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Employer Found Immune From Liability For Employee's Personal Use of Company Computer

February 13, 2007

By: Pamela J. Marantz

In Delfino v. Agilent Technologies, Inc., (2006) 145 Cal.App.4th 790, defendant Agilent's employee sent threatening emails to others, using his computer at work. One recipient sued both the employee and Agilent, which had only learned of its employee's conduct when notified by the FBI as part of its investigation. Agilent's own subsequent investigation resulted in the employee's confession and termination.

On December 14, 2006, the California Court of Appeal, Sixth District, issued its opinion agreeing with Agilent's defense that under the circumstances of this matter, as an employer it could not be held liable for civil liability to recipients of the emails, finding that the Communications Decency Act of 1996 provided Agilent with immunity from liability because (1) Agilent was merely the computer service provider and "enabled computer access by multiple users," and (2) Agilent did not contribute to the content of the emails or know they were being written.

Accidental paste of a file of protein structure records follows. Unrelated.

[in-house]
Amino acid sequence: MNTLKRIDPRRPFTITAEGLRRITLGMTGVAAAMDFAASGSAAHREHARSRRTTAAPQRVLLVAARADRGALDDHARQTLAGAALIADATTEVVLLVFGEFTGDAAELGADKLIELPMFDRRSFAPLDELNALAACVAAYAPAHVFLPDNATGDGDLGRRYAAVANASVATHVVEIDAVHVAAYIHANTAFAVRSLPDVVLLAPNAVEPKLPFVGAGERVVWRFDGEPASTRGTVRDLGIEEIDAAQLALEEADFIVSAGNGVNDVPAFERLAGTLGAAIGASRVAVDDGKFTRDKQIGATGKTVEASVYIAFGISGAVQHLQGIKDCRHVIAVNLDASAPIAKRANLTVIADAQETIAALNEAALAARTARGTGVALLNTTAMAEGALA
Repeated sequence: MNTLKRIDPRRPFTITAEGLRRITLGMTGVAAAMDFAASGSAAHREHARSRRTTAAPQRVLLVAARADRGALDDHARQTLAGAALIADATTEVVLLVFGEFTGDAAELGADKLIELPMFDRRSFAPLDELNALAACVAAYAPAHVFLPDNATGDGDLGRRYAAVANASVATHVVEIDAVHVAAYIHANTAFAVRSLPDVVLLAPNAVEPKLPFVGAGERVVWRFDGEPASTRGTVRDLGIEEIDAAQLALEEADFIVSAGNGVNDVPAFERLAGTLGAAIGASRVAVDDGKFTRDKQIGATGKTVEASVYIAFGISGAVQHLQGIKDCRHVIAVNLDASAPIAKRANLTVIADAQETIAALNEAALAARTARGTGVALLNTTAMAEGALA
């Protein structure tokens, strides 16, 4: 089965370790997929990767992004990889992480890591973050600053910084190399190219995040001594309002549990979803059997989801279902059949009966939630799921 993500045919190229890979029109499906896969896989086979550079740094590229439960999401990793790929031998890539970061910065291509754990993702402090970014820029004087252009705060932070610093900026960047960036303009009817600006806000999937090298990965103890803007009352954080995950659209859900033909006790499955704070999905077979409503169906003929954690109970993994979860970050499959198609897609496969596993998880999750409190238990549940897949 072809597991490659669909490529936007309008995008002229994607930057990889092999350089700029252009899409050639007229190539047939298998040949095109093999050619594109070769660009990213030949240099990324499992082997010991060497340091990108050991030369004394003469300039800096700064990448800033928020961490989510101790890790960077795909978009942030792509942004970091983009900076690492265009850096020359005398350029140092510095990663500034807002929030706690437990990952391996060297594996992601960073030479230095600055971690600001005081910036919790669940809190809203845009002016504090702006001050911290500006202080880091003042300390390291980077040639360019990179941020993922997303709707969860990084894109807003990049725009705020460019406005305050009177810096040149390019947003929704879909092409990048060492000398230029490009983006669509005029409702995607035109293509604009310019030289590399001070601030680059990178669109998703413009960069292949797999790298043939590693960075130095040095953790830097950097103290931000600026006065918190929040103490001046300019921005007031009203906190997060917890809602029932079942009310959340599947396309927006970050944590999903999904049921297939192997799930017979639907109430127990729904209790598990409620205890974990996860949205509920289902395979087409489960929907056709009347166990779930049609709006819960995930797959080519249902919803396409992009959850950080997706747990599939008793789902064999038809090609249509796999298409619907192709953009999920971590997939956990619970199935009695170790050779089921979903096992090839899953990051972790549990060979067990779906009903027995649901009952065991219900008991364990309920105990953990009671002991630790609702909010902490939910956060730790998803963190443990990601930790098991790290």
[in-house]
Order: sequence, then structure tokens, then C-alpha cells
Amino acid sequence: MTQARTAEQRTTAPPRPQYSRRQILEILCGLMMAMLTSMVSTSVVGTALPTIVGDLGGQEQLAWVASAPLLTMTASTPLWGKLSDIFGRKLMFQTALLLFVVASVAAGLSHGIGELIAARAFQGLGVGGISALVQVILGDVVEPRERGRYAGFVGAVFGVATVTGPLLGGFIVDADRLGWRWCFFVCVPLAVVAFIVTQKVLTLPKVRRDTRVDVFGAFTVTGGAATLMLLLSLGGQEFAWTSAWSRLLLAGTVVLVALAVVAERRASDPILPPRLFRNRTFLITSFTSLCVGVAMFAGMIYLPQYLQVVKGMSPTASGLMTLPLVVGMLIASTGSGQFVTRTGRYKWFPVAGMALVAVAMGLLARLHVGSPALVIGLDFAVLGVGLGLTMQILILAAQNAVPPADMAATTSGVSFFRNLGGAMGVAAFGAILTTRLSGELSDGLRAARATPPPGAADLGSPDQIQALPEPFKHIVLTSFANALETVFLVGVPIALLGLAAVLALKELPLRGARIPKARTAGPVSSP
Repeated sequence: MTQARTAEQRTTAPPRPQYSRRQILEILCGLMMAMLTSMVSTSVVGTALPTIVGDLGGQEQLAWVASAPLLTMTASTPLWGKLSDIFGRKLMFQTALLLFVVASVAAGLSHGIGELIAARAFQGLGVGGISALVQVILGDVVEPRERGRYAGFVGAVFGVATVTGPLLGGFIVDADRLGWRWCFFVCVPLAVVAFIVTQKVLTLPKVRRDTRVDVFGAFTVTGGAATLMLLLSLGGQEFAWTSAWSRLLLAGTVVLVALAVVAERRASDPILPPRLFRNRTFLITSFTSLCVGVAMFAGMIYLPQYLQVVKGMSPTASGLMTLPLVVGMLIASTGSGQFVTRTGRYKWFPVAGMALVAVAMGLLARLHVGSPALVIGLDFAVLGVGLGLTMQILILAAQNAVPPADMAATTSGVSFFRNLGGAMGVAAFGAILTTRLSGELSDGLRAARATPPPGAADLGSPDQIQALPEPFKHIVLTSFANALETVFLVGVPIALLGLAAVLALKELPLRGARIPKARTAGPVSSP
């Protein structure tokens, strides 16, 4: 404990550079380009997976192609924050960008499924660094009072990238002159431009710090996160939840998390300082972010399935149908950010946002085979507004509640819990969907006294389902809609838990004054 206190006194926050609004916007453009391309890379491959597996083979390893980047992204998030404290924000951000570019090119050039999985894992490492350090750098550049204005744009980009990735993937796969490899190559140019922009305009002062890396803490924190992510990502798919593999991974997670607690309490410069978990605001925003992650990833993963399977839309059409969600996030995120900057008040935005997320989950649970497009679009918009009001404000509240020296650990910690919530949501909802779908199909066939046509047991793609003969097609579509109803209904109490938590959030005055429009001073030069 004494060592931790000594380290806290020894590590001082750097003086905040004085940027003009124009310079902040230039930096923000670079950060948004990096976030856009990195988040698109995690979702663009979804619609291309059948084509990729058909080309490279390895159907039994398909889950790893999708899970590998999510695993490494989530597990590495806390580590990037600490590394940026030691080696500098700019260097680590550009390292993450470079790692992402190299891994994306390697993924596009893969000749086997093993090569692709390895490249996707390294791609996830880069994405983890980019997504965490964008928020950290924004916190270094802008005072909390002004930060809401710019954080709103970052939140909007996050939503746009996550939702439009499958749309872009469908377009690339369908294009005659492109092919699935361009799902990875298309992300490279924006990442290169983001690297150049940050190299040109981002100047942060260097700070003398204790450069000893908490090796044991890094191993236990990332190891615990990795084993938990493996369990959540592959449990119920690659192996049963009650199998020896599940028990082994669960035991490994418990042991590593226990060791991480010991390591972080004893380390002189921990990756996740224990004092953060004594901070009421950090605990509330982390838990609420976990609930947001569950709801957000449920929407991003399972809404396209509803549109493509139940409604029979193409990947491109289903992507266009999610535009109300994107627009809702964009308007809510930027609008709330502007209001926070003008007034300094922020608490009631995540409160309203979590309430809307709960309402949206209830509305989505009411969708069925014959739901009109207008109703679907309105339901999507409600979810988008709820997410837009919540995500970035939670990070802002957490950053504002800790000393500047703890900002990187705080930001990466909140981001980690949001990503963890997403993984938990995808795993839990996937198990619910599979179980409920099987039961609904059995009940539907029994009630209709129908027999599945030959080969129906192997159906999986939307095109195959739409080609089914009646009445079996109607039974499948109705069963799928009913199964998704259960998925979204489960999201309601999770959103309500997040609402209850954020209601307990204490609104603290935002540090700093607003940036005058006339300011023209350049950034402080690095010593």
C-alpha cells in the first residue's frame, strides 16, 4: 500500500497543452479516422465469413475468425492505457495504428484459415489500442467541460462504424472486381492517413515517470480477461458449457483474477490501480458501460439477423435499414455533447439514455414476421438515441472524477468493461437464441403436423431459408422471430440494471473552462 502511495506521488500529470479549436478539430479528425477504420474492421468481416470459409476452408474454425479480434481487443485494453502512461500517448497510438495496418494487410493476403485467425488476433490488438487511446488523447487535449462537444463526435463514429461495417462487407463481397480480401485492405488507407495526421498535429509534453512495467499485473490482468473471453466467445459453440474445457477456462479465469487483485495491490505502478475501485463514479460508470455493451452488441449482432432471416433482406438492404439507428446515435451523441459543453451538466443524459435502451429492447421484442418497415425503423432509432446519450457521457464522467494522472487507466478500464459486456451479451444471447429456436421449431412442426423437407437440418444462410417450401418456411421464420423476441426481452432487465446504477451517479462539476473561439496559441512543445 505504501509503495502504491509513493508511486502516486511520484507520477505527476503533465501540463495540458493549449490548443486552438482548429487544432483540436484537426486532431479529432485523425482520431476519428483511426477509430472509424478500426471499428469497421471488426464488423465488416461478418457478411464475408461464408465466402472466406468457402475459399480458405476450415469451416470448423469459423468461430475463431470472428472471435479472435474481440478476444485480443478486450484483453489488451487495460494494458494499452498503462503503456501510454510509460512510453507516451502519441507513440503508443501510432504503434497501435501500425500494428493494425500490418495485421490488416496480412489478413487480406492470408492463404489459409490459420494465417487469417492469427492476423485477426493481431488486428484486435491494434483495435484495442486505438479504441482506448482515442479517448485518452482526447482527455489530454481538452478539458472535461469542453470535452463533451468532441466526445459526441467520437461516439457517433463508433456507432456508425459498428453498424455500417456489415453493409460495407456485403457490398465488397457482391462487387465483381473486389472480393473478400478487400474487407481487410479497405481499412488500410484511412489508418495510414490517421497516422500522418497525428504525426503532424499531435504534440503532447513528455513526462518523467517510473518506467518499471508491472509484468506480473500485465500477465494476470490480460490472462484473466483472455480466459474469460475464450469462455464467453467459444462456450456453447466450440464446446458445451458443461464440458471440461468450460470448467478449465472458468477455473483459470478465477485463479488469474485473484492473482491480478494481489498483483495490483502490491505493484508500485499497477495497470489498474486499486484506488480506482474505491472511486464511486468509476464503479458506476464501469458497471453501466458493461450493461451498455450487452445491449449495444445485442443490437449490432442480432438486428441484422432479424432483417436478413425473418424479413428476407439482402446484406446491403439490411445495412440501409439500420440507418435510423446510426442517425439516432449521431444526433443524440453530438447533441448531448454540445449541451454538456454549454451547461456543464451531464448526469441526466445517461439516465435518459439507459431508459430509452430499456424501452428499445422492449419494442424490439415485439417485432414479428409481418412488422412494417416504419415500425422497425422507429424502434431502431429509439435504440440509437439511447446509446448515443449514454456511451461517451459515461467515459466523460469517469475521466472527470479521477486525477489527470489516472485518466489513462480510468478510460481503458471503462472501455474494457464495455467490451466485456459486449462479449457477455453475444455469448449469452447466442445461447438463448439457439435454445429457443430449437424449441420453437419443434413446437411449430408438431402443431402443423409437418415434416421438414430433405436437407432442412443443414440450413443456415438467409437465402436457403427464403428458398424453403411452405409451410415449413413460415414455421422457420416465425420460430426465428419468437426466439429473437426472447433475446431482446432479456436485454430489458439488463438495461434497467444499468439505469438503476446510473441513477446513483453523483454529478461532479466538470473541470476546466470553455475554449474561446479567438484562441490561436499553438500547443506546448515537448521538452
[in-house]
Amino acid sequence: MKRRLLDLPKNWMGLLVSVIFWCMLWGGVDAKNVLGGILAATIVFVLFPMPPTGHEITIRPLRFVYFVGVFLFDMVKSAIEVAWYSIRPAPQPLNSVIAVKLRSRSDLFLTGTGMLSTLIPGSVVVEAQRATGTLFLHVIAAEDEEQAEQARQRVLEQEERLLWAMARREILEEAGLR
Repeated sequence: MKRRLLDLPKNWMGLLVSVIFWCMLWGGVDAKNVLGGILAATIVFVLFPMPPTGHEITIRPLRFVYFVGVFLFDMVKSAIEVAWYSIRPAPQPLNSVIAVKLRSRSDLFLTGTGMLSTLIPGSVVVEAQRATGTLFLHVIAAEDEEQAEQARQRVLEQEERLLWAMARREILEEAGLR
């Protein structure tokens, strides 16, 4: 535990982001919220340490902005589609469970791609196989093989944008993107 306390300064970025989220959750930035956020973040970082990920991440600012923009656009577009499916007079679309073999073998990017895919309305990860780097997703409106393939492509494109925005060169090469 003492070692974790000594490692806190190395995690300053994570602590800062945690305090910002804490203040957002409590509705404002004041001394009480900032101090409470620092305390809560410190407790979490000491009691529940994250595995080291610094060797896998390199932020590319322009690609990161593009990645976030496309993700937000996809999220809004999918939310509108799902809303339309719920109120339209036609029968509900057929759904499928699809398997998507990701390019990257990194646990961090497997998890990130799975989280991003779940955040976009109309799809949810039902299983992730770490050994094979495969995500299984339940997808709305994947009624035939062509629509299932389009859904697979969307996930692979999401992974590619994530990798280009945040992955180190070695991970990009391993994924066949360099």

This is an excellent ruling for employers and should provide CEO's and risk managers with some comfort in knowing that there are limits on liability that can be imposed on an employer where an employee misuses electronic forms of communication and/or internet access in the workplace.

However, that said, there are circumstances and situations to which the Communications Decency Act may not be found to provide protection for employers, underscoring the need for businesses to maintain suitable policies and procedure manuals that detail acceptable and unacceptable Internet and email use, including the employer's right to monitor such use and the actions the employer will take in responding to employee misconduct in this regard.